Saturday, July 17, 2010

Use rainwater in your yard

Using chlorinated tap water on soil kills the beneficial microbial life in the soil. Use rain water instead.

Tap water typically contains a small amount of chlorine. Chlorine is used as a disinfectant which keeps bacteria from multiplying in the municipal water system and becoming dangerous to our health.

The soil is alive with all sorts of bacteria, fungi and other microorganisms. Plants need these microorganisms in the soil because they make it possible for the roots to obtain the nutrients and minerals they need.

If you water your garden or your lawn with tap water, you're applying chlorine to the soil, which kills the beneficial microorganisms. This makes life harder for your plants, because they can't get the resources they need.

Chlorinated irrigation water locks you into a downward spiral of needing fertilizer, so that the nutrients can be absorbed along with the water. It can make your plants look nice, but the soil is dead, and you're stuck fertilizing forever.

The better approach is to use rain water collected from your roof as irrigation. It doesn't contain the chlorine that will kill the life in the soil.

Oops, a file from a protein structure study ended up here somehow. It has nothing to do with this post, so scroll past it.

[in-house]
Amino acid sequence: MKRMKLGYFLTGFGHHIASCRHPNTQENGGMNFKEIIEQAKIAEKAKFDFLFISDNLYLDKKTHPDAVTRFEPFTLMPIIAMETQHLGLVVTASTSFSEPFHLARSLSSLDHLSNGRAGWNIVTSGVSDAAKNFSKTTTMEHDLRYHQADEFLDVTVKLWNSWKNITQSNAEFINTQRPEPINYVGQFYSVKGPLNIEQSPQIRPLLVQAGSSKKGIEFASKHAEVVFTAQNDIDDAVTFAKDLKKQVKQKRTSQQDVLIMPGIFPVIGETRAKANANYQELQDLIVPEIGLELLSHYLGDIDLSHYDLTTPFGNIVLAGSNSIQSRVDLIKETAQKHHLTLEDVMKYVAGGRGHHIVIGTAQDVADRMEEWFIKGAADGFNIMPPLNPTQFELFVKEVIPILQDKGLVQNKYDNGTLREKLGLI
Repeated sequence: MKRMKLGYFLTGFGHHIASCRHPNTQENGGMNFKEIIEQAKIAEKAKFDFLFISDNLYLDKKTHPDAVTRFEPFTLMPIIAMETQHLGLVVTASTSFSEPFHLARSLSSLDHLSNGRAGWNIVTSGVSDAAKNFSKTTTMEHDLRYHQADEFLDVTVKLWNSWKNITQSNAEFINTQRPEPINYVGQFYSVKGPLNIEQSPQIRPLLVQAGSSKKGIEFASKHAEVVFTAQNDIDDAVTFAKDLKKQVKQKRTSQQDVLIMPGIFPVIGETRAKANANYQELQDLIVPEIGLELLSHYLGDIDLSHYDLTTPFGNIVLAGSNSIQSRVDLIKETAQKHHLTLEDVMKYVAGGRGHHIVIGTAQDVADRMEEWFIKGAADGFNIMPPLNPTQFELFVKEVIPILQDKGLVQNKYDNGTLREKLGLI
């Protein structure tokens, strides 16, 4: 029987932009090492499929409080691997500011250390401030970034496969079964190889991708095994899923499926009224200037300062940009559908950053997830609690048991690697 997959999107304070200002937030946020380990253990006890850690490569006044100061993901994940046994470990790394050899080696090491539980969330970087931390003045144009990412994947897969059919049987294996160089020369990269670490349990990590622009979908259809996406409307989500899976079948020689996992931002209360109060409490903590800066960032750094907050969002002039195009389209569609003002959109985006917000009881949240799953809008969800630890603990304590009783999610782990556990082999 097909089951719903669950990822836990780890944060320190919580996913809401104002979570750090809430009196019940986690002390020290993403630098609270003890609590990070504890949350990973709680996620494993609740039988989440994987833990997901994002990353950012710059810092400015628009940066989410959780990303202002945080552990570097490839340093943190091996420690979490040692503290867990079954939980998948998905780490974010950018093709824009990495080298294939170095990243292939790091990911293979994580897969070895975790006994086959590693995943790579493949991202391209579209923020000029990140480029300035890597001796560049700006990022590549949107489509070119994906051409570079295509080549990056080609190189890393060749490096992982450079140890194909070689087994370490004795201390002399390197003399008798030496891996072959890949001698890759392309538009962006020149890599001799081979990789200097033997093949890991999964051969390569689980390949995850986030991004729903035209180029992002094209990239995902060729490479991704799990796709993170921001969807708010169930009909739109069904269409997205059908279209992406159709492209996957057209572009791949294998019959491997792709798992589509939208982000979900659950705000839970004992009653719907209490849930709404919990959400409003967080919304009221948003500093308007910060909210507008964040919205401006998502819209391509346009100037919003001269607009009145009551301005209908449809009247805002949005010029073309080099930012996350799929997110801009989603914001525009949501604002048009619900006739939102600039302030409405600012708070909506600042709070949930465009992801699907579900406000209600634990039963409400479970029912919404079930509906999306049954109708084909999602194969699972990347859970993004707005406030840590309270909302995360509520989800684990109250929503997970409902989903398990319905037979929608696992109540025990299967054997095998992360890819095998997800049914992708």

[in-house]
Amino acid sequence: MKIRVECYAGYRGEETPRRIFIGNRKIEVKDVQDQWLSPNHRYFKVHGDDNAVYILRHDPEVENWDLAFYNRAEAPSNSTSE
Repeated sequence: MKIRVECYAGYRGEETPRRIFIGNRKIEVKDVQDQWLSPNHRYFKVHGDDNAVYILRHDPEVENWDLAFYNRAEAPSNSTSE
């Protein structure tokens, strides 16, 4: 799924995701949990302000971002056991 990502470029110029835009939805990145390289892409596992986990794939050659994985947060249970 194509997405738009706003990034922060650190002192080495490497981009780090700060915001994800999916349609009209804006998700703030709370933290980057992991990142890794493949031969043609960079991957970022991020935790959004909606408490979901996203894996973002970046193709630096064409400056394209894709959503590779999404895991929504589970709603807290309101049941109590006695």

There are two approaches here. Swales and tanks.

Swales: If there's land available, plant your water. Dig a shallow level ditch or swale. If you want to use it as a path as well, fill it with 3/4 crushed gravel. Run a downspout from your house over to it. When it rains, it will fill up with water, then slowly infiltrate that water into the soil. The ground will stay nice and moist without you having to intervene.

Make sure that the swale is big enough for a heavy rain event, or that it has someplace intentional that it can overflow to, so that it doesn't flood during extreme events. Irrigating trees this way is great, because they can use lots of water.

Tanks: Water tanks like rain barrels accomplish a similar thing, but with less landscaping. Adding rain barrels to your downspouts will collect the rainwater off the roof allows you to store the water and use it when necessary. Once established, you need to manually use the water by filling up watering cans with it. Tanks with a drip line irrigation system are an effective way of watering a garden with rainwater.

If you can't use rainwater, then your next best option is to let the tap water sit uncovered for at least 24 hours. That allows the chlorine to leave the water and then it will be better for your plants.

Don't kill the life in the soil. Use rain water instead of tap water.

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